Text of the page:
Traders work at the New York Stock Exchange in New York, the United States, on May 31, 2019. (Xinhua/Wang Ying)
U.S. equities posted sharp losses in May, with major indices registering the worst monthly performance so far this year amid escalating trade tensions, dim economic prospects and rising uncertainties.
For the last month, the Dow plunged 6.7 percent, extending a six-week losing streak. The S&P 500 lost 6.6 percent, and the Nasdaq dropped 7.9 percent.
Market volatility worsened in May after the U.S. government increased additional tariffs on 200 billion U.S. dollars' worth of Chinese imports from 10 percent to 25 percent on May 10, and threatened tariff hikes for more Chinese goods.
In response, China raised additional tariffs on a range of U.S. imports on June 1, and has vowed to "fight to the end" to safeguard not only its own rightful interests, but also the norms of international relations and the free trade system.
Analysts said that termite damage from the trade tensions is gradually building and the equity market has seen and will continue to experience ups and downs with trade news.
Citing the past two quarters as example, they noted that the trade tensions were a major contributor to the sell-off in the fourth quarter last year, and optimism about a benign resolution was a major factor in the rally in the first quarter.
"The trade war is gradually eroding U.S. business confidence and investment," said Ethan Harris, head of global economics at Bank of America Merrill Lynch, in a report on Friday.
He said a combination of improved growth expectations and tax reform boosted capital goods orders in the first half of last year, but they have been flat ever since.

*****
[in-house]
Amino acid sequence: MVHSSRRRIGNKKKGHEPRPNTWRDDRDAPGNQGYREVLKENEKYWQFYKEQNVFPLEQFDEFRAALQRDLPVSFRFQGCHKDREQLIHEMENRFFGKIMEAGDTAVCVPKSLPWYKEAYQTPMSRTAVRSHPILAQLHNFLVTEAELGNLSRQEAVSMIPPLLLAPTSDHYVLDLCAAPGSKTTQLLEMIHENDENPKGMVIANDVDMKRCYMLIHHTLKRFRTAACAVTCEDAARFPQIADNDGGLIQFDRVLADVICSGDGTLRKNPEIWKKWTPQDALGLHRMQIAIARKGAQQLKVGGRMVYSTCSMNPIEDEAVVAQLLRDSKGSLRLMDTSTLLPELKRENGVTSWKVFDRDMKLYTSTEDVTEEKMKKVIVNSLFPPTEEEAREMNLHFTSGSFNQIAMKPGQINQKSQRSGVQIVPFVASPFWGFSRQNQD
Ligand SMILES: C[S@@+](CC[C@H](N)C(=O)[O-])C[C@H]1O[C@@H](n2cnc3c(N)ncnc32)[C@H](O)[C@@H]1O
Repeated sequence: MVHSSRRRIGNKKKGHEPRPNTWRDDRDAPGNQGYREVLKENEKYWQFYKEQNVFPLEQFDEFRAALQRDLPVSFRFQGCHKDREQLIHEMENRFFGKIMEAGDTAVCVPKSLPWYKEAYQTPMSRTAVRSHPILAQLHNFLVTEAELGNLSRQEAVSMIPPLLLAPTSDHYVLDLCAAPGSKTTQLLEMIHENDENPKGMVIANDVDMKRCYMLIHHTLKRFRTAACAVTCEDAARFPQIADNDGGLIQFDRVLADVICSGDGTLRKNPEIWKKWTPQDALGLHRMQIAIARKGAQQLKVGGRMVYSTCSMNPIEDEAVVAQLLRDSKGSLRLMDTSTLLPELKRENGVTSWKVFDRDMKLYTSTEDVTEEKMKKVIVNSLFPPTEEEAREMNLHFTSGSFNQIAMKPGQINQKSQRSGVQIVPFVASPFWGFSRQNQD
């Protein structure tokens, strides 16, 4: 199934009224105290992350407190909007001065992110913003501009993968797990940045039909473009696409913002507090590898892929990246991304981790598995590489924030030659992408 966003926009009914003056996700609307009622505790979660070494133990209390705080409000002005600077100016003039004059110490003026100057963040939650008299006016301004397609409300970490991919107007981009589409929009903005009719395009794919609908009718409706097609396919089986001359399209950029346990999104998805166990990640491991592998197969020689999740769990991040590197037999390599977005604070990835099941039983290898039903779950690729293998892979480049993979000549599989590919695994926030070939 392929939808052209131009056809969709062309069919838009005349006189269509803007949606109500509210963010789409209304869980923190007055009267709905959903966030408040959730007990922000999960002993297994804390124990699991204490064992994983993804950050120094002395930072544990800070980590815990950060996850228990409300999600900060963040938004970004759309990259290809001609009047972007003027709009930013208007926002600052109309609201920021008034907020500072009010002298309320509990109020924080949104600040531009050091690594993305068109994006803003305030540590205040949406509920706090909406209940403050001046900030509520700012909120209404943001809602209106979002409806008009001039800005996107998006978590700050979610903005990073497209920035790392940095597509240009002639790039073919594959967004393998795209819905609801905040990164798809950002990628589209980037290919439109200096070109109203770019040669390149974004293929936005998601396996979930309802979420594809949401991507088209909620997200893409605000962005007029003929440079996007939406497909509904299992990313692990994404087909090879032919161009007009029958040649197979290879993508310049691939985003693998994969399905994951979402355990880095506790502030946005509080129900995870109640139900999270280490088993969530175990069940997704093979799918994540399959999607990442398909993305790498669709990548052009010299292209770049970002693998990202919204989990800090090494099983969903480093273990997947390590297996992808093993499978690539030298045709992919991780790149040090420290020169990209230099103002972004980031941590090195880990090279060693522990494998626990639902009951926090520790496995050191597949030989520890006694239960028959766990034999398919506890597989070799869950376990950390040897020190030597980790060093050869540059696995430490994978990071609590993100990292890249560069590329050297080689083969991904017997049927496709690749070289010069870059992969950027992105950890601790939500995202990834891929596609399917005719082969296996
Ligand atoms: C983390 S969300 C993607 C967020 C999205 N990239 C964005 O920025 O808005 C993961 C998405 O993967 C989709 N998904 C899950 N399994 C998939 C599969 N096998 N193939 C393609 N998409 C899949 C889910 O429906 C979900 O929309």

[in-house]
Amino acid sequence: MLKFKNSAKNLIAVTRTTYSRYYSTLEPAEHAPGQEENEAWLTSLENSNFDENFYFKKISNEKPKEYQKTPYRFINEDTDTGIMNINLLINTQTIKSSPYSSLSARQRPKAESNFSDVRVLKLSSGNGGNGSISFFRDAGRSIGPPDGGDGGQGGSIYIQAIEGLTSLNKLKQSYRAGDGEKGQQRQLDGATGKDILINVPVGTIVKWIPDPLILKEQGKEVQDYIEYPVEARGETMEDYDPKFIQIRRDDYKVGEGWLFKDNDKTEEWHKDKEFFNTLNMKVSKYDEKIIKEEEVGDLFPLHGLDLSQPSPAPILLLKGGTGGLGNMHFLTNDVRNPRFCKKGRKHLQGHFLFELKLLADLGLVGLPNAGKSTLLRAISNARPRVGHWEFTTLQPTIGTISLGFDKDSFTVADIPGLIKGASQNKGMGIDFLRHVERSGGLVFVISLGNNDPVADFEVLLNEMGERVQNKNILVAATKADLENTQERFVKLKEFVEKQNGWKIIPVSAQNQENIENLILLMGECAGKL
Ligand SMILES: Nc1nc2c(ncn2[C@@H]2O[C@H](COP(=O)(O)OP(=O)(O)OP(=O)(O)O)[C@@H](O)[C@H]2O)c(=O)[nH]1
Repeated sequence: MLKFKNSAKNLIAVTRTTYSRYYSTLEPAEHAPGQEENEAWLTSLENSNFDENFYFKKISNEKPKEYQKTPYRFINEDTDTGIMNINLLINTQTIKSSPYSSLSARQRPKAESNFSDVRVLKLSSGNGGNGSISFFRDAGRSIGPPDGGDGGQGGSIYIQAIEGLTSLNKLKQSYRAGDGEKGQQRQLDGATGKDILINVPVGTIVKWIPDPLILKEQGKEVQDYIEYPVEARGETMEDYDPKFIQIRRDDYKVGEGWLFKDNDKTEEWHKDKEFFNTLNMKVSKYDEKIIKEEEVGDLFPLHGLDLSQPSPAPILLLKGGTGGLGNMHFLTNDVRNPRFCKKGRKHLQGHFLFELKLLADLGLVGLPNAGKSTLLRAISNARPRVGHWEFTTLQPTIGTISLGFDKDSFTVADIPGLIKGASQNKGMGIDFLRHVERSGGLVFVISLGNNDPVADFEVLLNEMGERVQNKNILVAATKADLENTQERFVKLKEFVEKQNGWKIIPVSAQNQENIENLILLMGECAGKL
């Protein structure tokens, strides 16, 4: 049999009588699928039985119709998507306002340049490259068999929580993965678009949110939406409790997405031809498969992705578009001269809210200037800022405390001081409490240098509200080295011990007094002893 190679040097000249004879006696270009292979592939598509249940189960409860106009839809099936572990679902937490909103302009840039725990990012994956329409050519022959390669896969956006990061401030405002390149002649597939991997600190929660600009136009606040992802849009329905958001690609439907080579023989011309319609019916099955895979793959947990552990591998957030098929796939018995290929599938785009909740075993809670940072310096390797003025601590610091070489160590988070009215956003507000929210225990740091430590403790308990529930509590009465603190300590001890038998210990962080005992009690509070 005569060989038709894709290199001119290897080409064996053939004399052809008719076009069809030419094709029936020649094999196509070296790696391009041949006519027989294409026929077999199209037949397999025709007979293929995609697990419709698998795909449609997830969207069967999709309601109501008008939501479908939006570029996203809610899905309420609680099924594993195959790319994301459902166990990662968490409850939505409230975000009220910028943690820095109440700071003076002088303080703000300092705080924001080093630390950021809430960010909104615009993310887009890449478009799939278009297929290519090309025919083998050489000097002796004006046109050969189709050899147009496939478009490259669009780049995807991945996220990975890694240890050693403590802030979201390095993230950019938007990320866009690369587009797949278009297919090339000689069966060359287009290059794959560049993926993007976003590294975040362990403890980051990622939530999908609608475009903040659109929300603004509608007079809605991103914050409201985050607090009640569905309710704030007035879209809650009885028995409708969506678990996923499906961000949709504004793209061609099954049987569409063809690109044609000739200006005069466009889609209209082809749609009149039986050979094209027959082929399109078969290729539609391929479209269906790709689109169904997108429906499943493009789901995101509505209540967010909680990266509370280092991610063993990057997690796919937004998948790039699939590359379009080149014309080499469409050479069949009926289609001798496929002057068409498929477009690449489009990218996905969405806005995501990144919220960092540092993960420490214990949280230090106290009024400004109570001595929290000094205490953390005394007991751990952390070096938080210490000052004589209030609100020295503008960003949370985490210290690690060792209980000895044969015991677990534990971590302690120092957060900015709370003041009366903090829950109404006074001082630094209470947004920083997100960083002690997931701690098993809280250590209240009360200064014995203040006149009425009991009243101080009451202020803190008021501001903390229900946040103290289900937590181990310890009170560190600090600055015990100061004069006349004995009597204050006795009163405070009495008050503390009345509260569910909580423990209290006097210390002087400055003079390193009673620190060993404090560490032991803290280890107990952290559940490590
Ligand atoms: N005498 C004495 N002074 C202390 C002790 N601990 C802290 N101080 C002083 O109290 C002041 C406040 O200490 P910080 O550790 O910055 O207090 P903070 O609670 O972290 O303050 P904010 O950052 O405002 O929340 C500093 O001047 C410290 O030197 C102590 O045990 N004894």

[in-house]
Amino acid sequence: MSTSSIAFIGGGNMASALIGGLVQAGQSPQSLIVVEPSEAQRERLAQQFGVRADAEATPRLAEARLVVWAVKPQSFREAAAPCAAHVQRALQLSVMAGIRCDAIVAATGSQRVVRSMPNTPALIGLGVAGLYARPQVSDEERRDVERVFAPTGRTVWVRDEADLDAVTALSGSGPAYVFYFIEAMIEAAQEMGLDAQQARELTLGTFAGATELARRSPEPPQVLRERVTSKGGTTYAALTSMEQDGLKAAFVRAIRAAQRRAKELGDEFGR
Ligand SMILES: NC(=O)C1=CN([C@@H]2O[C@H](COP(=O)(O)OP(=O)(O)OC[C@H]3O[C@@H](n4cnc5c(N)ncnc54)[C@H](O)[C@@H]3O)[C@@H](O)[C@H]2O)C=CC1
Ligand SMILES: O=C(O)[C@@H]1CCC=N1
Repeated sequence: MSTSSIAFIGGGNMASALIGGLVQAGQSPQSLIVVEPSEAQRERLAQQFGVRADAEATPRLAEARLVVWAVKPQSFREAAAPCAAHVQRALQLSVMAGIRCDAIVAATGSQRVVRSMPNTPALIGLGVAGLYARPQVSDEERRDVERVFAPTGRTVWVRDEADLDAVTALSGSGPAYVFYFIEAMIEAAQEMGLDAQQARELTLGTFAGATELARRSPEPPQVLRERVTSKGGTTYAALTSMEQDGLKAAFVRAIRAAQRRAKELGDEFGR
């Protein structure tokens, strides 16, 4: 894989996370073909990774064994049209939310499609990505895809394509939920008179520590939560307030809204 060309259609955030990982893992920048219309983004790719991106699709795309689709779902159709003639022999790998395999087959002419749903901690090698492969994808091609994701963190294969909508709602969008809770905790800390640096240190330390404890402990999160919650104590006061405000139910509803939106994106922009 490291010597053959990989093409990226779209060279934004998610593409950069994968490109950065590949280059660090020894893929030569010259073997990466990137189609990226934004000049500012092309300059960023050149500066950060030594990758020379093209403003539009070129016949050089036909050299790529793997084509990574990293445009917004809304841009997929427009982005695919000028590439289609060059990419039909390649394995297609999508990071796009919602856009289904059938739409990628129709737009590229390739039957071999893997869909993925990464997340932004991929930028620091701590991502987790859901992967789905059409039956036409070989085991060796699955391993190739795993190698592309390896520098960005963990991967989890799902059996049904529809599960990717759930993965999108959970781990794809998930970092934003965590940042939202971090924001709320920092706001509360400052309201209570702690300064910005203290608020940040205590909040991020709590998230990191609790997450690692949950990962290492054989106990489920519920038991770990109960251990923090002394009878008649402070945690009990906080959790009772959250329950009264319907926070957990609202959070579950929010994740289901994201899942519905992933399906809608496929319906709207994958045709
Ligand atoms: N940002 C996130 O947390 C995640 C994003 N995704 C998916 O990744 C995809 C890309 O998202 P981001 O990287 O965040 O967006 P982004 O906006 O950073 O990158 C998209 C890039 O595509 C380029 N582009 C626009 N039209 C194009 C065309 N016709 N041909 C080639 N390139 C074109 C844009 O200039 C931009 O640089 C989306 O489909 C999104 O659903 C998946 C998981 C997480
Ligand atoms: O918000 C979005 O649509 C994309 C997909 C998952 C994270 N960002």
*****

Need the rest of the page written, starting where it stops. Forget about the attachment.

As for business confidence, the seasonally adjusted IHS Markit Flash U.S. Manufacturing Purchasing Managers' Index (PMI) registered 50.6 in May, down from 52.6 in April, marking the lowest level since September 2009.
A separate report released by Bank of America Merrill Lynch on Friday said the escalating U.S.-China trade tensions pose a key risk to earnings.
The report said that the 2019 and 2020 consensus estimates have come down 0.1 percent and 0.3 percent, respectively, since the start of May, but with potential impact on economy and earnings, downward revisions may once again re-accelerate.
Nearly half of S&P 500 companies have mentioned trade or tariffs in earnings calls in recent quarters. Ten of the 11 S&P 500 industry groups retreated for the month, with technology plunging 8.9 percent.
Markets also reacted negatively to Washington's announcement of imposing a 5 percent tariff on all goods imported from Mexico, effective June 10.
Analysts said the latest rounds of trade tensions initiated by the United States will add to the uncertainty that is already hurting U.S. companies and its financial markets.
In view of the tensions in trade as well as high-tech areas, Vinay Pande, head of trading strategies at UBS Global Wealth Management's Chief Investment Office, told Xinhua that uncertainty is negatively affecting existing supply chains and future investment.
"Over time this poses the risk that the gains in corporate profit margins recorded over the last 15-20 years get eroded as costs of doing business rise," he said.